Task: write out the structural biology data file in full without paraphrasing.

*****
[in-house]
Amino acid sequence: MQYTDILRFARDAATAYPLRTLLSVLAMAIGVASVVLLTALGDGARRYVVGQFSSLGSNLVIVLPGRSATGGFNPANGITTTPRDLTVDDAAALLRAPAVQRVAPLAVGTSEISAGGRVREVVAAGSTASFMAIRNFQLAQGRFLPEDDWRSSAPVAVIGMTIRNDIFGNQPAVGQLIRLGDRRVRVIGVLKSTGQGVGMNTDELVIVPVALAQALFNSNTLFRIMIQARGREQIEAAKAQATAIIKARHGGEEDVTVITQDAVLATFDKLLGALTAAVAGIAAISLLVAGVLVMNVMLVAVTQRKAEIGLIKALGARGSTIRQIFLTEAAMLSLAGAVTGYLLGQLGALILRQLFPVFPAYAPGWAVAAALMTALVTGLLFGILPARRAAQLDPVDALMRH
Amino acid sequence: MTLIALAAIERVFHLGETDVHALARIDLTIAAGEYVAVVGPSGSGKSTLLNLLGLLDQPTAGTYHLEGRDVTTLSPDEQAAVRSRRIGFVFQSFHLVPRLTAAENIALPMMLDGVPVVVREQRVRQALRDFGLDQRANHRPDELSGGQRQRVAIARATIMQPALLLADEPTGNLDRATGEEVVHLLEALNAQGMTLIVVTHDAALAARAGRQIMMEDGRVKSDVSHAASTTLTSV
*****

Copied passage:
[in-house]
Amino acid sequence: MQYTDILRFARDAATAYPLRTLLSVLAMAIGVASVVLLTALGDGARRYVVGQFSSLGSNLVIVLPGRSATGGFNPANGITTTPRDLTVDDAAALLRAPAVQRVAPLAVGTSEISAGGRVREVVAAGSTASFMAIRNFQLAQGRFLPEDDWRSSAPVAVIGMTIRNDIFGNQPAVGQLIRLGDRRVRVIGVLKSTGQGVGMNTDELVIVPVALAQALFNSNTLFRIMIQARGREQIEAAKAQATAIIKARHGGEEDVTVITQDAVLATFDKLLGALTAAVAGIAAISLLVAGVLVMNVMLVAVTQRKAEIGLIKALGARGSTIRQIFLTEAAMLSLAGAVTGYLLGQLGALILRQLFPVFPAYAPGWAVAAALMTALVTGLLFGILPARRAAQLDPVDALMRH
Amino acid sequence: MTLIALAAIERVFHLGETDVHALARIDLTIAAGEYVAVVGPSGSGKSTLLNLLGLLDQPTAGTYHLEGRDVTTLSPDEQAAVRSRRIGFVFQSFHLVPRLTAAENIALPMMLDGVPVVVREQRVRQALRDFGLDQRANHRPDELSGGQRQRVAIARATIMQPALLLADEPTGNLDRATGEEVVHLLEALNAQGMTLIVVTHDAALAARAGRQIMMEDGRVKSDVSHAASTTLTSV